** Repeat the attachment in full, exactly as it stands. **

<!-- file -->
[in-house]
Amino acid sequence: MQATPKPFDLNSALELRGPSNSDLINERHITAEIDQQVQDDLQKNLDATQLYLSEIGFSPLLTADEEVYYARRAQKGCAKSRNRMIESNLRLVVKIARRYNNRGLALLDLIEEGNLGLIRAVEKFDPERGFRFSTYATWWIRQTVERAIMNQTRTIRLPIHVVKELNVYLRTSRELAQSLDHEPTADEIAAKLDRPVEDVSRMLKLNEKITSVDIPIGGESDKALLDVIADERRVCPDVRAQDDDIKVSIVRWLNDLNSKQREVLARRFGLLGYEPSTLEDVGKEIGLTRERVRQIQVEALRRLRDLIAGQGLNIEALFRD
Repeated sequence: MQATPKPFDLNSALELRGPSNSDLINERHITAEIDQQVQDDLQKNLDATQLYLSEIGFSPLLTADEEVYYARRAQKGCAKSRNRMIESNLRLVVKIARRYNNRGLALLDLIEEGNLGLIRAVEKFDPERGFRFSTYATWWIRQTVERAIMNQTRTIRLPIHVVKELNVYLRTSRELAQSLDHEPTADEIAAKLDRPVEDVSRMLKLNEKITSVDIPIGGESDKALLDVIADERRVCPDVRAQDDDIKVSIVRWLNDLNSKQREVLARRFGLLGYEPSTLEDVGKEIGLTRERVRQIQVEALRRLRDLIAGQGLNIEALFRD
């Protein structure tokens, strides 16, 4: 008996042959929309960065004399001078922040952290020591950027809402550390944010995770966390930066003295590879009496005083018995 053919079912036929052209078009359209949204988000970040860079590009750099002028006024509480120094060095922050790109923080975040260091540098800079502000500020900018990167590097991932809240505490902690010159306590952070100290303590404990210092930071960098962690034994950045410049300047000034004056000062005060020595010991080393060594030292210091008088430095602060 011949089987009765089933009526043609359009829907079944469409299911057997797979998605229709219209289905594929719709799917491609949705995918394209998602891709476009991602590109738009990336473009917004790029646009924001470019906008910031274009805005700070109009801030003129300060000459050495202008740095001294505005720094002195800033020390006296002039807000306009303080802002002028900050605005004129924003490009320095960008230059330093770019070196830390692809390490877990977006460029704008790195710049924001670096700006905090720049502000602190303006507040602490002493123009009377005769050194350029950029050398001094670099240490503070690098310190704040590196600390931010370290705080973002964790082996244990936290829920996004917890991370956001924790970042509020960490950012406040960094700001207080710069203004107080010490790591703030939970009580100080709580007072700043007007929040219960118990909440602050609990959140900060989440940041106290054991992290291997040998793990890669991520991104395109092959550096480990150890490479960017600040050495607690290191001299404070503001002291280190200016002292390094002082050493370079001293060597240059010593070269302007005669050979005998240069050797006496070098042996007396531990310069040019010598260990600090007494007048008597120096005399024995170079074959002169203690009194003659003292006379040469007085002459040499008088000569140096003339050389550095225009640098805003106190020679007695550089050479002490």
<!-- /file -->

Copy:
[in-house]
Amino acid sequence: MQATPKPFDLNSALELRGPSNSDLINERHITAEIDQQVQDDLQKNLDATQLYLSEIGFSPLLTADEEVYYARRAQKGCAKSRNRMIESNLRLVVKIARRYNNRGLALLDLIEEGNLGLIRAVEKFDPERGFRFSTYATWWIRQTVERAIMNQTRTIRLPIHVVKELNVYLRTSRELAQSLDHEPTADEIAAKLDRPVEDVSRMLKLNEKITSVDIPIGGESDKALLDVIADERRVCPDVRAQDDDIKVSIVRWLNDLNSKQREVLARRFGLLGYEPSTLEDVGKEIGLTRERVRQIQVEALRRLRDLIAGQGLNIEALFRD
Repeated sequence: MQATPKPFDLNSALELRGPSNSDLINERHITAEIDQQVQDDLQKNLDATQLYLSEIGFSPLLTADEEVYYARRAQKGCAKSRNRMIESNLRLVVKIARRYNNRGLALLDLIEEGNLGLIRAVEKFDPERGFRFSTYATWWIRQTVERAIMNQTRTIRLPIHVVKELNVYLRTSRELAQSLDHEPTADEIAAKLDRPVEDVSRMLKLNEKITSVDIPIGGESDKALLDVIADERRVCPDVRAQDDDIKVSIVRWLNDLNSKQREVLARRFGLLGYEPSTLEDVGKEIGLTRERVRQIQVEALRRLRDLIAGQGLNIEALFRD
């Protein structure tokens, strides 16, 4: 008996042959929309960065004399001078922040952290020591950027809402550390944010995770966390930066003295590879009496005083018995 053919079912036929052209078009359209949204988000970040860079590009750099002028006024509480120094060095922050790109923080975040260091540098800079502000500020900018990167590097991932809240505490902690010159306590952070100290303590404990210092930071960098962690034994950045410049300047000034004056000062005060020595010991080393060594030292210091008088430095602060 011949089987009765089933009526043609359009829907079944469409299911057997797979998605229709219209289905594929719709799917491609949705995918394209998602891709476009991602590109738009990336473009917004790029646009924001470019906008910031274009805005700070109009801030003129300060000459050495202008740095001294505005720094002195800033020390006296002039807000306009303080802002002028900050605005004129924003490009320095960008230059330093770019070196830390692809390490877990977006460029704008790195710049924001670096700006905090720049502000602190303006507040602490002493123009009377005769050194350029950029050398001094670099240490503070690098310190704040590196600390931010370290705080973002964790082996244990936290829920996004917890991370956001924790970042509020960490950012406040960094700001207080710069203004107080010490790591703030939970009580100080709580007072700043007007929040219960118990909440602050609990959140900060989440940041106290054991992290291997040998793990890669991520991104395109092959550096480990150890490479960017600040050495607690290191001299404070503001002291280190200016002292390094002082050493370079001293060597240059010593070269302007005669050979005998240069050797006496070098042996007396531990310069040019010598260990600090007494007048008597120096005399024995170079074959002169203690009194003659003292006379040469007085002459040499008088000569140096003339050389550095225009640098805003106190020679007695550089050479002490």